The Impersonal Middle Man – The Reason We Act Differently Through Government

Why do people act differently with each other personally than through government? For example, most people would not go to their neighbor and hold them at gunpoint and say, “Give me your money, I would like to use it to benefit me and/or some others. If you don’t, I will use force, and if you resist, I will escalate my force and maybe even shoot.” Most people wouldn’t do that because most people think that stealing is wrong, so they behave themselves more or less morally in direct face-to-face relations with others. However, what if you pay someone else named (Uncle) Sam to go to a person’s house and steal from that person, and then to split the bounty with you. And, you do not necessarily personally know the victim, Sam is to just do the deed to someone and then come back with the money. This is obviously still stealing and still wrong, but it is what we do all the time with taxation. So, why do people behave differently when it comes to taxation? Why do most people behave themselves in personal interaction, but then feel fine with violating others through the government?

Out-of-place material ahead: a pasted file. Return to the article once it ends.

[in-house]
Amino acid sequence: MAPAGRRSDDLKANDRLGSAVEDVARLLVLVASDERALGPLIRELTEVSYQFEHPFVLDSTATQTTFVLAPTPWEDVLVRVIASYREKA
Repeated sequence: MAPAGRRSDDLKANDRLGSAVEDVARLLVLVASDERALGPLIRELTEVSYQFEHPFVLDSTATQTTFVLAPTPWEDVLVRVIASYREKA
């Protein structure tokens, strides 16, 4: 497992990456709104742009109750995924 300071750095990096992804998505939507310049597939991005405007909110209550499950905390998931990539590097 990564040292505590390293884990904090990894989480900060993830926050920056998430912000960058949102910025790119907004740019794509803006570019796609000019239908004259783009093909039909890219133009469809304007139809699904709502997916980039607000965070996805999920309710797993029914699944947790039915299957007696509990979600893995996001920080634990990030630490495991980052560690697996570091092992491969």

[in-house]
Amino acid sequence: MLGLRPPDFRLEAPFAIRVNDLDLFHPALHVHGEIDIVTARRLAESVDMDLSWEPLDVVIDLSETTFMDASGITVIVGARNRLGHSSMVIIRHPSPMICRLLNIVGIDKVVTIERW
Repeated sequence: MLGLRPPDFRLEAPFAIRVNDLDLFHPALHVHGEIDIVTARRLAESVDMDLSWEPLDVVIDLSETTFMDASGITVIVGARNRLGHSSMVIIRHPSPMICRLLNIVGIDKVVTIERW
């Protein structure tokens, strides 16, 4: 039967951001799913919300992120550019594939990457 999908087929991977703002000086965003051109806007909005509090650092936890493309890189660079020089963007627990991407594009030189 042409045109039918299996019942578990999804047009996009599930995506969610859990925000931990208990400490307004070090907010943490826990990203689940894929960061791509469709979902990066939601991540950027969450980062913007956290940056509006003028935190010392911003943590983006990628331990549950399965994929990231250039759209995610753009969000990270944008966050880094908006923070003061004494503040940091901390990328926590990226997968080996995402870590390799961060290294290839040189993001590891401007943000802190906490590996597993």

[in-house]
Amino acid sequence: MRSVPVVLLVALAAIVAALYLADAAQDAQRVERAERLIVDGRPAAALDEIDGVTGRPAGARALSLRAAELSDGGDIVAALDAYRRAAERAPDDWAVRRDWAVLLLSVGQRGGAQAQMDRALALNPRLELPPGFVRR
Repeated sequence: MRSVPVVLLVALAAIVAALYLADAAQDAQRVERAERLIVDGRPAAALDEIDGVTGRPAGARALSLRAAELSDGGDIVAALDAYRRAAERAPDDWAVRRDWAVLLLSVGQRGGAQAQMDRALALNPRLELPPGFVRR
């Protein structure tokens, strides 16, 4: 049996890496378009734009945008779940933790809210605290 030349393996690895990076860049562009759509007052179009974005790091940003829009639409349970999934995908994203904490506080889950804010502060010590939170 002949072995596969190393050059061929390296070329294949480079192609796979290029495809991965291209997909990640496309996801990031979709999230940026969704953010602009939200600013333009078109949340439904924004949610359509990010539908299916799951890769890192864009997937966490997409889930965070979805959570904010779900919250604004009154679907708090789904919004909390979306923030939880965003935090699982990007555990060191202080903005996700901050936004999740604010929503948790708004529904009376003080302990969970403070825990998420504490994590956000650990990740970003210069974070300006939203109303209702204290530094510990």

I believe the answer is that the government offers a third party opportunity to indirectly violate others so that we don’t interact with the victims face to face, desensitizing us from the act. If we directly stole from others, we would be engaging in the physical act and this would remind us how wrong it is, and we would directly see the victim and feel bad about what we were doing. But, if we get someone else to do it for us, then it’s no longer personal and it has less emotional/moral impact on us. The Government acts as an impersonal middle man for our immoral violations of others, shielding us from the shame that we should feel.

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